Focus on research: AdPR professor studies early adolescents' use of social and traditional media

Associate Professor Maria Len-Rios studies
adolescents' media use patterns
As part of a new initiative, the Advertising and Public Relations department will highlight research led by our own faculty and staff. In this article, Associate Professor Maria Len-Rios studies early adolescents' use of media.

Maria E. Len-Rios, Hilary E. Hughes, Laura McKee, Henry N. Young (2015). Early adolescents as publics: A national survey of teens with social media accounts, their media use preferences, parental mediation, and perceived Internet literacy. ScienceDirect.com.
How do you get through to a 13-year-old? That’s not a purely rhetorical question. In fact, a team from the University of Georgia’s Grady College of Journalism and Mass Communication recently conducted a national survey of early adolescents – recently published on ScienceDirect.com – to identify trends and patterns in their use of both social and traditional media.

The audience in question consists of sixth-, seventh- and eighth-graders, generally ages 11-13, both male and female – a population with some $75 billion in annual spending power and strong brand loyalty potential. In other words, a valuable commodity that public relations professionals should know how to reach. The study found that early adolescents spend more time watching television than any other medium, including social – implying that communicators shouldn’t give up on traditional media as a way of reaching young people.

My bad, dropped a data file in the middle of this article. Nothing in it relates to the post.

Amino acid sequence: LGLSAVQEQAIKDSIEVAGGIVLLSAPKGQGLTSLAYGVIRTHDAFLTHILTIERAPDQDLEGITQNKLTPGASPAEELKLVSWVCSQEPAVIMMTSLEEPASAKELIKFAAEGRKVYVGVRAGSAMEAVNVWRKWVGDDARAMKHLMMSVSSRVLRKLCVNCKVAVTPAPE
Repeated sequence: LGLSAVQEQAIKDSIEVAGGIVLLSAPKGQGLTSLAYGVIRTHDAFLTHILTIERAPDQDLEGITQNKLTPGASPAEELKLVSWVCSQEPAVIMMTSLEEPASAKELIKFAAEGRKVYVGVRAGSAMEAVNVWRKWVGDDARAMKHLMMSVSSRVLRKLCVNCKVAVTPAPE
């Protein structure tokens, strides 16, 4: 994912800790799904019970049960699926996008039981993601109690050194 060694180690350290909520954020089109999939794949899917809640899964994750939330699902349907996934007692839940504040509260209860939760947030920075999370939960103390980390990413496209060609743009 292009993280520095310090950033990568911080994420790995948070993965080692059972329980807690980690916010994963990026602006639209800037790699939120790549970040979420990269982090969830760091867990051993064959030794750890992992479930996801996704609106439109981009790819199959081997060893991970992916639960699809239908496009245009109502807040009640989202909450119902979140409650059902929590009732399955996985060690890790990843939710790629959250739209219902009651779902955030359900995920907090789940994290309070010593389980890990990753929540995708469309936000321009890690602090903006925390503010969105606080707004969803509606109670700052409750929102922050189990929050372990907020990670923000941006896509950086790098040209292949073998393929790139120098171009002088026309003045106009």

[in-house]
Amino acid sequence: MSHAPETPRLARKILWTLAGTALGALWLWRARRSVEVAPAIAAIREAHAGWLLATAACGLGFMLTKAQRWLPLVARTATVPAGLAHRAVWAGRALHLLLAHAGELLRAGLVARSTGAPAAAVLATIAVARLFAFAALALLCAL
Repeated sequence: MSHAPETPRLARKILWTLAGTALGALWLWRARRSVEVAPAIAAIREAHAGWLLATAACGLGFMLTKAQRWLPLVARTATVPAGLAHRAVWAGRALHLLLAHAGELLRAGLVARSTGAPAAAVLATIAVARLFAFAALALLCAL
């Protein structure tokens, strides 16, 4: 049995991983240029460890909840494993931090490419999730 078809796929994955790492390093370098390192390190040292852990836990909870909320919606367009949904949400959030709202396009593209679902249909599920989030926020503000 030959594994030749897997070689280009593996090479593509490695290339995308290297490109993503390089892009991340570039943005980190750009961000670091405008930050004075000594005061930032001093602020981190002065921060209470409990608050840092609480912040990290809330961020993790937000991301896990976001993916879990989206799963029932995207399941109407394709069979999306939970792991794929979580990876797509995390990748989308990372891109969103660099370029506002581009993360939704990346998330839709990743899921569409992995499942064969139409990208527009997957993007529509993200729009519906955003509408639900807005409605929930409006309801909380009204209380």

Like their older brothers and sisters, early adolescents tend to multi-task with both social and traditional media, but are more likely to read (or watch) social media content than to create their own. This suggests that PR professionals may have more difficulty generating quality interactions with this audience, which might not yet be ready for a higher level of engagement. As they grow older – and their level of access to social media grows – early adolescents gradually increase their online use. Drivers may include greater access at school – eighth-graders are more likely to have access at school than sixth- and seventh-graders – and a gradual lifting of parental limits.

Parental limits, however, have their own limitations when it comes to influencing early adolescent behavior – suggesting that in some cases, children may be tweeting and Instagramming without their parents’ knowledge. At the same time, limits on social access may increase the use of traditional media by this age group.
To view the full article, click here.
Written by Tripp Cagle.

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